Did you know the Apollo XI spacecraft was off course 98% of the time and they still got to the moon and back. The fairly primitive navigation system they used was inertial in essence. So, the craft continued along a straight course until acted on by an outside force. If you were to see the Apollo path the moon on paper, it would look like they zig-zagged the whole way there and back. But…they made there and back!!
One lesson to take from that situation: keep the end in sight and make all the course corrections you need along the way.
Just last week, our company president came back to provide an on-site information session about the direction of the company moving forward. Our industry (mostly government projects) is going through a period belt-tightening and hand-wringing as the entire industry begins to feel the effects of numerous budget-cutting measures. As he went through numerous facts and figures he also talked about the company’s approach to creating and nurturing its next generation of leaders.
For me, the entire thing was quite discouraging because I’m 10 years older than the group he said would be identified as the next generation of leaders. My family situation prevents me from relocating anywhere in the country or world at a moment’s notice, which automatically disqualifies me from a leadership role (at least HIS definition of leadership). And I don’t have a master’s degree and for that matter don’t even have my bachelor’s degree. Basically according to the corporate standards that have recently been set, I have virtually no future with this company.
And yes, I was VERY discouraged. Truth be told, I was beyond the point of discouraged and went straight to angry and feeling betrayed. I was so upset I made it a point to stay back for the face to face question & answer period with the company president. And I pointed out to him that he had basically told me it was totally pointless to do more than the bare minimum required to stay employed. And he agreed with me. He said he understood my point of view and would feel the exact same way if he were in my position.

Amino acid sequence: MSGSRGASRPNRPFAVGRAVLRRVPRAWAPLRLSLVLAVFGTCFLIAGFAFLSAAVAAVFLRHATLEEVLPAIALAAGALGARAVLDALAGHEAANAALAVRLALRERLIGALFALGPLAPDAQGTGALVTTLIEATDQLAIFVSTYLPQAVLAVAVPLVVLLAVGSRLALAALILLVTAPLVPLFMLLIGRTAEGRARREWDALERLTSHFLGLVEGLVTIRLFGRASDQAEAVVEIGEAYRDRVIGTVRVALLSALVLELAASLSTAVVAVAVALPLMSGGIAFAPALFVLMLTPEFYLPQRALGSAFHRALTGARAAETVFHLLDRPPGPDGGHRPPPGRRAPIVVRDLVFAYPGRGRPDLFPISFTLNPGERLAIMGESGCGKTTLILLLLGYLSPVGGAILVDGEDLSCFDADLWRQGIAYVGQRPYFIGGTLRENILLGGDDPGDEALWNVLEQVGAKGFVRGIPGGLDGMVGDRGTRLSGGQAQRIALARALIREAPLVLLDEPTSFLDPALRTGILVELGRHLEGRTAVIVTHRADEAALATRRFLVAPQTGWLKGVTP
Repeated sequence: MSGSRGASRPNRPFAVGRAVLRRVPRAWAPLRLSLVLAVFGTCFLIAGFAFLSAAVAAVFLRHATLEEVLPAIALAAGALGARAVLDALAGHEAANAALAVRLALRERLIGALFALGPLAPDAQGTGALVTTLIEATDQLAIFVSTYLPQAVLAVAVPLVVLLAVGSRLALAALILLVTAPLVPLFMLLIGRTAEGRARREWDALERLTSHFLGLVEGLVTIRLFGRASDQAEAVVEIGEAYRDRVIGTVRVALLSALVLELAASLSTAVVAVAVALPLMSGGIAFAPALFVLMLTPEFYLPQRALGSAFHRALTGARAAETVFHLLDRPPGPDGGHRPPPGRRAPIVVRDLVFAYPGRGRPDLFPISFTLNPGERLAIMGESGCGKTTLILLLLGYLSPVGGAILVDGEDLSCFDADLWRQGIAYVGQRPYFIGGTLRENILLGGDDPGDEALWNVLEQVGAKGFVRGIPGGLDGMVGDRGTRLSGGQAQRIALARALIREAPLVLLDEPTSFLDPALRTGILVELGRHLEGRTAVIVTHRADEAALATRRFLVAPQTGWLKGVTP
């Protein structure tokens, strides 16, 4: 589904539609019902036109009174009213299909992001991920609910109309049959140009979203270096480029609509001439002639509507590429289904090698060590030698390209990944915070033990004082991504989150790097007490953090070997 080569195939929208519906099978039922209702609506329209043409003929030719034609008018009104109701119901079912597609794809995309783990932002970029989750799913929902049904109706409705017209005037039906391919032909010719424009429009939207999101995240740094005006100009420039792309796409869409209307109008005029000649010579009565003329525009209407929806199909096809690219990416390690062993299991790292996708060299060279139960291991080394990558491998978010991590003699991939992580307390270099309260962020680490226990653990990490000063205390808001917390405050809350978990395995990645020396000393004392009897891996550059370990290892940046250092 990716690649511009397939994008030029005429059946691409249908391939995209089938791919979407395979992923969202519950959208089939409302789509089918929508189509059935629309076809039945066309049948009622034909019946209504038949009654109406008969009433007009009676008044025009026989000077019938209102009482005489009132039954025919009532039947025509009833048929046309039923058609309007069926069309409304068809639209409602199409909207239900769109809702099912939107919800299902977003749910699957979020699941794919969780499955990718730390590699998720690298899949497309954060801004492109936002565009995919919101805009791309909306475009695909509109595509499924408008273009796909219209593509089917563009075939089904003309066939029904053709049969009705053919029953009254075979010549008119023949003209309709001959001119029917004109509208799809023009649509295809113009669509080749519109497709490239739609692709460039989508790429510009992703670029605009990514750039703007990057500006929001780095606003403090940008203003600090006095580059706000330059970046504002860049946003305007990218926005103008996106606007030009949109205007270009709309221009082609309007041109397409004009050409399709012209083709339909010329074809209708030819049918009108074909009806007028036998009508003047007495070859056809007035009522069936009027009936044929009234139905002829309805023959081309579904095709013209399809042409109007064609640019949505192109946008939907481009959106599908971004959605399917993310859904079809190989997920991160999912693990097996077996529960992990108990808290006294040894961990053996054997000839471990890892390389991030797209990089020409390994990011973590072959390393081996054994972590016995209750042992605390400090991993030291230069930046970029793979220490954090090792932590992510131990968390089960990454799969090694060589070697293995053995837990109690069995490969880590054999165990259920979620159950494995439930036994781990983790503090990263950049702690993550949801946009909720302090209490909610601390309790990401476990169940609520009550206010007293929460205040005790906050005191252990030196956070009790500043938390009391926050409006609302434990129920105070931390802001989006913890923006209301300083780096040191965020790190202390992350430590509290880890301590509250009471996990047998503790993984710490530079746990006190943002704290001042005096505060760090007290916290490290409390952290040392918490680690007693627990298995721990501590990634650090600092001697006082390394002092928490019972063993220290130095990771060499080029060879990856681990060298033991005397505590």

For a few days, I’ll admit my immature emotional reaction was to punish the company for taking away my opportunity.
BUT…I realize it is time for a course correction.
First of all, I create my opportunities, not the company. Nothing they do, or fail to do, will ever change this simple fact. I, and I alone, am capable of creating opportunities for myself. As long as I learn to keep this in mind, I’ll be more than fine going forward.
Secondly, I can be a leader whether I have degrees or not. The more I think about it, the more I realize the corporate president wasn’t talking about leadership development – he was talking about developing management skills. I once heard it said that management is doing things right; leadership is doing the right things. And I can certainly do that, regardless of my age group or formal education level.
Last, I can flourish, thrive, lead and create opportunities anywhere God sees fit to place me on this planet. I don’t need to pull my family up by the roots to go chasing after the next rung on the corporate ladder. And it’s been my experience that the higher I climb on the corporate ladder, the more I realize it’s leaning against the wrong wall anyway.
So, tomorrow I’ll be sending the corporate president a quick email to let him know I’ll be back to normal starting this week. Which means, I’ll be working up to my own very high standards, creating my own opportunities and quietly but confidently leading right where I am.
Whew…feels good to be back on course again.